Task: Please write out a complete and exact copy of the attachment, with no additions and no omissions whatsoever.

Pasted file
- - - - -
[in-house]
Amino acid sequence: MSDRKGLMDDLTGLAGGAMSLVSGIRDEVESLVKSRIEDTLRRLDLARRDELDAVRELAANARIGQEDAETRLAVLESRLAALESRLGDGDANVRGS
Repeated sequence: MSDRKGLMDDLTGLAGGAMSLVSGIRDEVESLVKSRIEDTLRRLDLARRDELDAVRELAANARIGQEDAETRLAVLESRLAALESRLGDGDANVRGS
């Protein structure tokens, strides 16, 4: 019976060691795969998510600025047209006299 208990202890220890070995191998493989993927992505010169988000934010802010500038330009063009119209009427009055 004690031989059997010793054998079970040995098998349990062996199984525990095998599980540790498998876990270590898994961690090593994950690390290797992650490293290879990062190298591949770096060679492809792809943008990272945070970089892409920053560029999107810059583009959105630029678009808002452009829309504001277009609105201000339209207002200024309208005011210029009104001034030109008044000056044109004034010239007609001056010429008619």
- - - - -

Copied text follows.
[in-house]
Amino acid sequence: MSDRKGLMDDLTGLAGGAMSLVSGIRDEVESLVKSRIEDTLRRLDLARRDELDAVRELAANARIGQEDAETRLAVLESRLAALESRLGDGDANVRGS
Repeated sequence: MSDRKGLMDDLTGLAGGAMSLVSGIRDEVESLVKSRIEDTLRRLDLARRDELDAVRELAANARIGQEDAETRLAVLESRLAALESRLGDGDANVRGS
């Protein structure tokens, strides 16, 4: 019976060691795969998510600025047209006299 208990202890220890070995191998493989993927992505010169988000934010802010500038330009063009119209009427009055 004690031989059997010793054998079970040995098998349990062996199984525990095998599980540790498998876990270590898994961690090593994950690390290797992650490293290879990062190298591949770096060679492809792809943008990272945070970089892409920053560029999107810059583009959105630029678009808002452009829309504001277009609105201000339209207002200024309208005011210029009104001034030109008044000056044109004034010239007609001056010429008619």